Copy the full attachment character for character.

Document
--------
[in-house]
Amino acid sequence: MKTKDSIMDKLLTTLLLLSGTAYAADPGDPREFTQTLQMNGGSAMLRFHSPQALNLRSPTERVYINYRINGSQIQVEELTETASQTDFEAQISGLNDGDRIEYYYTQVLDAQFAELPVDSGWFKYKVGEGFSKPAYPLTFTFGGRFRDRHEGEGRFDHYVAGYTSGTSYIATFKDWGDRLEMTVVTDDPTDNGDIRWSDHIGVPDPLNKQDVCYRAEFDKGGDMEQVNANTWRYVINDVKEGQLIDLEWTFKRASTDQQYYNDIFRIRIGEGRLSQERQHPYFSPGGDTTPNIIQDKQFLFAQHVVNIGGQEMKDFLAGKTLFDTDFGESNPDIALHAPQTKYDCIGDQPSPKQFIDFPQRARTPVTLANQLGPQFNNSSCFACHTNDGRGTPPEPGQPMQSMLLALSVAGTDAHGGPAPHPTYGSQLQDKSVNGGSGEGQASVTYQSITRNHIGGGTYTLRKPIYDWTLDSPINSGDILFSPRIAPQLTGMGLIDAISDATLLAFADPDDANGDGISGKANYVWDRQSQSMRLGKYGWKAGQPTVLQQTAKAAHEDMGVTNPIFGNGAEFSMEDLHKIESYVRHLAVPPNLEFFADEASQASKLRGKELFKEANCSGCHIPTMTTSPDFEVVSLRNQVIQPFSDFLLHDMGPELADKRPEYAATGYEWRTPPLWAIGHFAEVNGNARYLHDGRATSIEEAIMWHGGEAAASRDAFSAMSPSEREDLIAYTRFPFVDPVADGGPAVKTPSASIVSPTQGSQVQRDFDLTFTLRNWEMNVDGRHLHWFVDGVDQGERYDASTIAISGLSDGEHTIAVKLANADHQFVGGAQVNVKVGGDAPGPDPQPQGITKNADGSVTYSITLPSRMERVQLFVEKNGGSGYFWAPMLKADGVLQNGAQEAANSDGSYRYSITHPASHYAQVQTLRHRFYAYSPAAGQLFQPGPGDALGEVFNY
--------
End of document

[in-house]
Amino acid sequence: MKTKDSIMDKLLTTLLLLSGTAYAADPGDPREFTQTLQMNGGSAMLRFHSPQALNLRSPTERVYINYRINGSQIQVEELTETASQTDFEAQISGLNDGDRIEYYYTQVLDAQFAELPVDSGWFKYKVGEGFSKPAYPLTFTFGGRFRDRHEGEGRFDHYVAGYTSGTSYIATFKDWGDRLEMTVVTDDPTDNGDIRWSDHIGVPDPLNKQDVCYRAEFDKGGDMEQVNANTWRYVINDVKEGQLIDLEWTFKRASTDQQYYNDIFRIRIGEGRLSQERQHPYFSPGGDTTPNIIQDKQFLFAQHVVNIGGQEMKDFLAGKTLFDTDFGESNPDIALHAPQTKYDCIGDQPSPKQFIDFPQRARTPVTLANQLGPQFNNSSCFACHTNDGRGTPPEPGQPMQSMLLALSVAGTDAHGGPAPHPTYGSQLQDKSVNGGSGEGQASVTYQSITRNHIGGGTYTLRKPIYDWTLDSPINSGDILFSPRIAPQLTGMGLIDAISDATLLAFADPDDANGDGISGKANYVWDRQSQSMRLGKYGWKAGQPTVLQQTAKAAHEDMGVTNPIFGNGAEFSMEDLHKIESYVRHLAVPPNLEFFADEASQASKLRGKELFKEANCSGCHIPTMTTSPDFEVVSLRNQVIQPFSDFLLHDMGPELADKRPEYAATGYEWRTPPLWAIGHFAEVNGNARYLHDGRATSIEEAIMWHGGEAAASRDAFSAMSPSEREDLIAYTRFPFVDPVADGGPAVKTPSASIVSPTQGSQVQRDFDLTFTLRNWEMNVDGRHLHWFVDGVDQGERYDASTIAISGLSDGEHTIAVKLANADHQFVGGAQVNVKVGGDAPGPDPQPQGITKNADGSVTYSITLPSRMERVQLFVEKNGGSGYFWAPMLKADGVLQNGAQEAANSDGSYRYSITHPASHYAQVQTLRHRFYAYSPAAGQLFQPGPGDALGEVFNY